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Member since: Fri Sep 17, 2004, 02:59 PM
Number of posts: 49,104

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Michelle Obama Praised For Style, Warmth In China

BEIJING (AP) — U.S. first lady Michelle Obama brought the importance of education to the foreground on Sunday on the third day of a visit to China, where she has won praise for her approachability and admiration for her comments supporting freedom of speech.

Mrs. Obama, traveling with her two daughters, has been photographed at famous spots including the Forbidden City and Great Wall during the first independent trip by a U.S. president's wife to China. She has won compliments for her elegant clothing and her interactions with ordinary people in a country where it is rare to see leaders' spouses or children in public.

"She is very warm and frank, and when she is talking to people she conscientiously listens to what they have to say," said Wu Qing, a retired professor of Beijing Foreign Studies University who met Mrs. Obama on Sunday.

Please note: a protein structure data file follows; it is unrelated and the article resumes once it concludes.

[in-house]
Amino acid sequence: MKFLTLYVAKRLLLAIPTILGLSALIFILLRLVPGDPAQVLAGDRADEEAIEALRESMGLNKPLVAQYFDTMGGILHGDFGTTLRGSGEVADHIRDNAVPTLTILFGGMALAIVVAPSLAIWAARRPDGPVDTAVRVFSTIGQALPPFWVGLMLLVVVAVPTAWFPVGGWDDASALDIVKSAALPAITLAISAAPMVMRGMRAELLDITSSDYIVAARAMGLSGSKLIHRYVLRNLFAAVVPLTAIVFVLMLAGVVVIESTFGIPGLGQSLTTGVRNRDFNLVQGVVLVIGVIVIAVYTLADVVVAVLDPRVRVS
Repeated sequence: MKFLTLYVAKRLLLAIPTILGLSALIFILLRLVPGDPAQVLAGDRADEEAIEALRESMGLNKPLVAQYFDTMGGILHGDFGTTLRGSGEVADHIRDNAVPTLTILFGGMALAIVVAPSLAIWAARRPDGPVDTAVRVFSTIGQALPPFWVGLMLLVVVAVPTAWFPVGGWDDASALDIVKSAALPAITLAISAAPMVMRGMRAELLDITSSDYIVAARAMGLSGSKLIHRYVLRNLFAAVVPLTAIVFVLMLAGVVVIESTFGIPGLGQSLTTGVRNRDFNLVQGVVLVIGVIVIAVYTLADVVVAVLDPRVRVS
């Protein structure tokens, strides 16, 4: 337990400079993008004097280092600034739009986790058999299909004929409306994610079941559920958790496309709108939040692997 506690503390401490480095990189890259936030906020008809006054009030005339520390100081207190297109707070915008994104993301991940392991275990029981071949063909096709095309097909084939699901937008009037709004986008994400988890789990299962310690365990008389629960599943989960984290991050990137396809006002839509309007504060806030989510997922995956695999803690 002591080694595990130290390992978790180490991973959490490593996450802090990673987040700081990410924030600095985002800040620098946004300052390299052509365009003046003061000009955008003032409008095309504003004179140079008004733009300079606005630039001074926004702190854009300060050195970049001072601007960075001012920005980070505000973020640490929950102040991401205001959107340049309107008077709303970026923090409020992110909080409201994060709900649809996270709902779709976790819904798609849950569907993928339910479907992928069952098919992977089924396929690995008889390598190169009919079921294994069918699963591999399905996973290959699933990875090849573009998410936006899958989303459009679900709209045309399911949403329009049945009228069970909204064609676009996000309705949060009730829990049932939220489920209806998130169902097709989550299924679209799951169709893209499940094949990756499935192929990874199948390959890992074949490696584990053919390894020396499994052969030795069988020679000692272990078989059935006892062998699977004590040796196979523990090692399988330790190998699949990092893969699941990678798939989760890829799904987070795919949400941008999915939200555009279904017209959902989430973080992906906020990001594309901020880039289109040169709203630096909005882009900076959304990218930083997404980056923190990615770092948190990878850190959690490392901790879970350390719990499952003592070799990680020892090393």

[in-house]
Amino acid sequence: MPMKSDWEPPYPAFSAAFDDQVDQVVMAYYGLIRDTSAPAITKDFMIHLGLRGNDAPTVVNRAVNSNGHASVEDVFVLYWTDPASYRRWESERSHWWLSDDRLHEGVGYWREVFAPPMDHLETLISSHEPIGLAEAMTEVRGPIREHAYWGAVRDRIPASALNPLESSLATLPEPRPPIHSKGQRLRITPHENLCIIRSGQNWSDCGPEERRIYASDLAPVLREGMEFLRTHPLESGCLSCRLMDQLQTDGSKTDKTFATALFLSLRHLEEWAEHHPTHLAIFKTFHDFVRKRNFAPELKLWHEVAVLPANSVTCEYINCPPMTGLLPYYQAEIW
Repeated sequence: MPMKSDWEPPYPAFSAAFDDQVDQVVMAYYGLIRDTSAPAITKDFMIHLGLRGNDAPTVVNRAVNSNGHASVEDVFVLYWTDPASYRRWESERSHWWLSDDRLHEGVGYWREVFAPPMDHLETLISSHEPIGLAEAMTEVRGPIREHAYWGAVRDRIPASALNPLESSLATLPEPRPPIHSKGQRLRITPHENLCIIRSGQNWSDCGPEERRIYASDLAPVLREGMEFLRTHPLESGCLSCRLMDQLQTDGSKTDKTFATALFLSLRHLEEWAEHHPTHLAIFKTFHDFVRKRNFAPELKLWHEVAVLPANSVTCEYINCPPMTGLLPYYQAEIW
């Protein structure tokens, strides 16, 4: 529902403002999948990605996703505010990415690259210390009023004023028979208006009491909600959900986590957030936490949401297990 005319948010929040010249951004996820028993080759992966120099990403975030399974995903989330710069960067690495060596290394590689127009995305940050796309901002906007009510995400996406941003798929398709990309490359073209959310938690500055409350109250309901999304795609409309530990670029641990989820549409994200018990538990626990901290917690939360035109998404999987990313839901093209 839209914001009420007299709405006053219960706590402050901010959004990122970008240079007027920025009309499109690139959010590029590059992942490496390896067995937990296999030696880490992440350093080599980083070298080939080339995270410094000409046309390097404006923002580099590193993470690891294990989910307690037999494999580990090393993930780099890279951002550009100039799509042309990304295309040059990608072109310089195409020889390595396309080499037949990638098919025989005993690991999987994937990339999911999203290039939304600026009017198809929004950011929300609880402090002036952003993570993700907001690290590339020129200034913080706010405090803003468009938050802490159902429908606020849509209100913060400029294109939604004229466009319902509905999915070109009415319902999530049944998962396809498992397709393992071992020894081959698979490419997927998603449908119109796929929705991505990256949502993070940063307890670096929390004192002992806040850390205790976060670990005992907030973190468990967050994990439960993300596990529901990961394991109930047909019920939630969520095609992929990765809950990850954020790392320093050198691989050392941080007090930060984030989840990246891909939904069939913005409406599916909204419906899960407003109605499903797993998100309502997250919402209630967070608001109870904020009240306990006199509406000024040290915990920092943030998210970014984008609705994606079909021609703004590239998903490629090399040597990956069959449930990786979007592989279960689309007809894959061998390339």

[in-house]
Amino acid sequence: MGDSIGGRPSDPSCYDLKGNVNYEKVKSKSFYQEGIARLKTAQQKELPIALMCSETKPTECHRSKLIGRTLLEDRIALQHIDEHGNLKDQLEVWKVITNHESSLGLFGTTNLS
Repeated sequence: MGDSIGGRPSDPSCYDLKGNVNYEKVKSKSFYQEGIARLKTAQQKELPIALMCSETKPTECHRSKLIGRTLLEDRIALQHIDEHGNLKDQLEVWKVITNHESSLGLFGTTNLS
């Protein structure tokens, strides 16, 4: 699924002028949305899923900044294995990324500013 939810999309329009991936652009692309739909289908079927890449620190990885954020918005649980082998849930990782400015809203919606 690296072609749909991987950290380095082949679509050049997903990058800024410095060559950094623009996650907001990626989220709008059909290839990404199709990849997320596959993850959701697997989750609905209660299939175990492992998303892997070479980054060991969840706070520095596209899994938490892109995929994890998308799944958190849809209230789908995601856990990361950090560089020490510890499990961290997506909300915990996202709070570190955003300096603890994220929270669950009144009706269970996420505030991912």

"In China, we usually use weather to express our mood or state of mind, so the fact that the weather has been so nice these few days means she is very welcome in China," Wu said.


Wow --- Red (KOCH) Head Lady: "I LIVE HERE - Obamacare IS Working"



Luckovich gives Phelps Hell...


Robert Reich Calls "Baloney" on Koch-Apologist Who Claims That Unions Funnel More $$$ Into Politics

Robert Reich

I debated a Koch-apologist yesterday who claimed America's unions funneled more into politics than the Koch brothers. Baloney. Union money at least comes from large numbers of workers seeking higher pay and better working conditions; Koch money comes from two brothers seeking to entrench their power and privilege. And it's clear the Koch brothers are spending way more. In 2012, union spending (PAC, individual, outside) totaled less than $153.5 million, while Koch spending totaled $412.6 million.


KRUGMAN: GOP Favoring Wealth Over Work: "Consider, as Exhibit A, The BUSH TAX CUTS"

MAR 22, 4:22 PM 64
Favoring Wealth Over Work